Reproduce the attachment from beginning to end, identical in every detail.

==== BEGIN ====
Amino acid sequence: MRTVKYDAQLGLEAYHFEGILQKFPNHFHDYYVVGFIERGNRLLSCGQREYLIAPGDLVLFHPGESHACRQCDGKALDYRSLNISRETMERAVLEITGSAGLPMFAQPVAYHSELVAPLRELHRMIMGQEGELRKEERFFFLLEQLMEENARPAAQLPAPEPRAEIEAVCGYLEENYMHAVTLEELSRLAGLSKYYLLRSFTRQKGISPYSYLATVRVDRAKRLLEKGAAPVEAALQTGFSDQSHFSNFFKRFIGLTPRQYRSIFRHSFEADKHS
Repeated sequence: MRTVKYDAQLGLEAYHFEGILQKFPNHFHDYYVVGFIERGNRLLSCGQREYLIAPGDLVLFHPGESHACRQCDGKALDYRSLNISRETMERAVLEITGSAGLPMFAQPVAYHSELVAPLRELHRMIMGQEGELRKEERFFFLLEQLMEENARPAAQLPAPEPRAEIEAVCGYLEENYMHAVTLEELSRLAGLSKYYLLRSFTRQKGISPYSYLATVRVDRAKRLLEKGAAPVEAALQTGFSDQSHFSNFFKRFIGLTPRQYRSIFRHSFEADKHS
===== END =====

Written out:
Amino acid sequence: MRTVKYDAQLGLEAYHFEGILQKFPNHFHDYYVVGFIERGNRLLSCGQREYLIAPGDLVLFHPGESHACRQCDGKALDYRSLNISRETMERAVLEITGSAGLPMFAQPVAYHSELVAPLRELHRMIMGQEGELRKEERFFFLLEQLMEENARPAAQLPAPEPRAEIEAVCGYLEENYMHAVTLEELSRLAGLSKYYLLRSFTRQKGISPYSYLATVRVDRAKRLLEKGAAPVEAALQTGFSDQSHFSNFFKRFIGLTPRQYRSIFRHSFEADKHS
Repeated sequence: MRTVKYDAQLGLEAYHFEGILQKFPNHFHDYYVVGFIERGNRLLSCGQREYLIAPGDLVLFHPGESHACRQCDGKALDYRSLNISRETMERAVLEITGSAGLPMFAQPVAYHSELVAPLRELHRMIMGQEGELRKEERFFFLLEQLMEENARPAAQLPAPEPRAEIEAVCGYLEENYMHAVTLEELSRLAGLSKYYLLRSFTRQKGISPYSYLATVRVDRAKRLLEKGAAPVEAALQTGFSDQSHFSNFFKRFIGLTPRQYRSIFRHSFEADKHS